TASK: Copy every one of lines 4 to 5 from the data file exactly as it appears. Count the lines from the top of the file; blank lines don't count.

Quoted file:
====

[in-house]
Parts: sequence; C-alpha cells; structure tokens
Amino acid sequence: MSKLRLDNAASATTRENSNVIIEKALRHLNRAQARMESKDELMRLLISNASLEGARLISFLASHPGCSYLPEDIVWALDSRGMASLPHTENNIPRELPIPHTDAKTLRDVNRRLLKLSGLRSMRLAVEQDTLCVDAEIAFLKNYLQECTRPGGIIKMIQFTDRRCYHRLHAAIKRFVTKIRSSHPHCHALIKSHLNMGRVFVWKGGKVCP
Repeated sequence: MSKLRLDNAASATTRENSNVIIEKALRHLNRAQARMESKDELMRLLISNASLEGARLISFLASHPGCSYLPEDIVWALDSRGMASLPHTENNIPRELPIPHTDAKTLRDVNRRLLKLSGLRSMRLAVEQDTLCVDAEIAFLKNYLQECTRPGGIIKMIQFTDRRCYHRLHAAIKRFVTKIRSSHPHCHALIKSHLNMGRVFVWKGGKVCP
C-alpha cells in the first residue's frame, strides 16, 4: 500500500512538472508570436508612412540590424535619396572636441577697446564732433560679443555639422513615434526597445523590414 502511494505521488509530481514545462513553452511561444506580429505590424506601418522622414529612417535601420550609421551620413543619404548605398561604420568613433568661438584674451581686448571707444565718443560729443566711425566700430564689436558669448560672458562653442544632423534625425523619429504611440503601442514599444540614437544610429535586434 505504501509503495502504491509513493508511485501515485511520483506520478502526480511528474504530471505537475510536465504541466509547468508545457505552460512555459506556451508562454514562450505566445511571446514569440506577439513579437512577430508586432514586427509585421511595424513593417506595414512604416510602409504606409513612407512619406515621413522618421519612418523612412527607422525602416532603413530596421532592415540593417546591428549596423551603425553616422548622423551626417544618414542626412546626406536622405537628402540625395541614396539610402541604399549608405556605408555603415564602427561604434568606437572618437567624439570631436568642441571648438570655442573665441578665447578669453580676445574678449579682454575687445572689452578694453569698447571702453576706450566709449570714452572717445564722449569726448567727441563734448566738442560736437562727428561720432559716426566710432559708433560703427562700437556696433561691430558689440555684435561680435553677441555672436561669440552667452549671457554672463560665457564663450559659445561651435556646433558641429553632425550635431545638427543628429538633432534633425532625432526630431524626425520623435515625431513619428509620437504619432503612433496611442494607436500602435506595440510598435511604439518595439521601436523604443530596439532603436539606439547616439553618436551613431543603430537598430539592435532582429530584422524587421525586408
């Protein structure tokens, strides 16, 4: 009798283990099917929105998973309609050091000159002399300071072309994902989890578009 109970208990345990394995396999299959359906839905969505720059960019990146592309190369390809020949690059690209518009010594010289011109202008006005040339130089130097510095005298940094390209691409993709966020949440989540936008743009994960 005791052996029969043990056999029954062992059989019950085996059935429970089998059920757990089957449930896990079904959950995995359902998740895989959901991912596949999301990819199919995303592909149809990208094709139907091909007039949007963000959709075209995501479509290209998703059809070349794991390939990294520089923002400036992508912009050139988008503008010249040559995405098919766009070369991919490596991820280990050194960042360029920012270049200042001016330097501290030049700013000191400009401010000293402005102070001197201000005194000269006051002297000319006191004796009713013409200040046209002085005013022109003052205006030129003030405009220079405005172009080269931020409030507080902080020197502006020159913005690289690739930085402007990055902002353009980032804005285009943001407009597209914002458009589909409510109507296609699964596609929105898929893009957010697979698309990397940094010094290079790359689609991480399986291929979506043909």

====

Repeated sequence: MSKLRLDNAASATTRENSNVIIEKALRHLNRAQARMESKDELMRLLISNASLEGARLISFLASHPGCSYLPEDIVWALDSRGMASLPHTENNIPRELPIPHTDAKTLRDVNRRLLKLSGLRSMRLAVEQDTLCVDAEIAFLKNYLQECTRPGGIIKMIQFTDRRCYHRLHAAIKRFVTKIRSSHPHCHALIKSHLNMGRVFVWKGGKVCP
C-alpha cells in the first residue's frame, strides 16, 4: 500500500512538472508570436508612412540590424535619396572636441577697446564732433560679443555639422513615434526597445523590414 502511494505521488509530481514545462513553452511561444506580429505590424506601418522622414529612417535601420550609421551620413543619404548605398561604420568613433568661438584674451581686448571707444565718443560729443566711425566700430564689436558669448560672458562653442544632423534625425523619429504611440503601442514599444540614437544610429535586434 505504501509503495502504491509513493508511485501515485511520483506520478502526480511528474504530471505537475510536465504541466509547468508545457505552460512555459506556451508562454514562450505566445511571446514569440506577439513579437512577430508586432514586427509585421511595424513593417506595414512604416510602409504606409513612407512619406515621413522618421519612418523612412527607422525602416532603413530596421532592415540593417546591428549596423551603425553616422548622423551626417544618414542626412546626406536622405537628402540625395541614396539610402541604399549608405556605408555603415564602427561604434568606437572618437567624439570631436568642441571648438570655442573665441578665447578669453580676445574678449579682454575687445572689452578694453569698447571702453576706450566709449570714452572717445564722449569726448567727441563734448566738442560736437562727428561720432559716426566710432559708433560703427562700437556696433561691430558689440555684435561680435553677441555672436561669440552667452549671457554672463560665457564663450559659445561651435556646433558641429553632425550635431545638427543628429538633432534633425532625432526630431524626425520623435515625431513619428509620437504619432503612433496611442494607436500602435506595440510598435511604439518595439521601436523604443530596439532603436539606439547616439553618436551613431543603430537598430539592435532582429530584422524587421525586408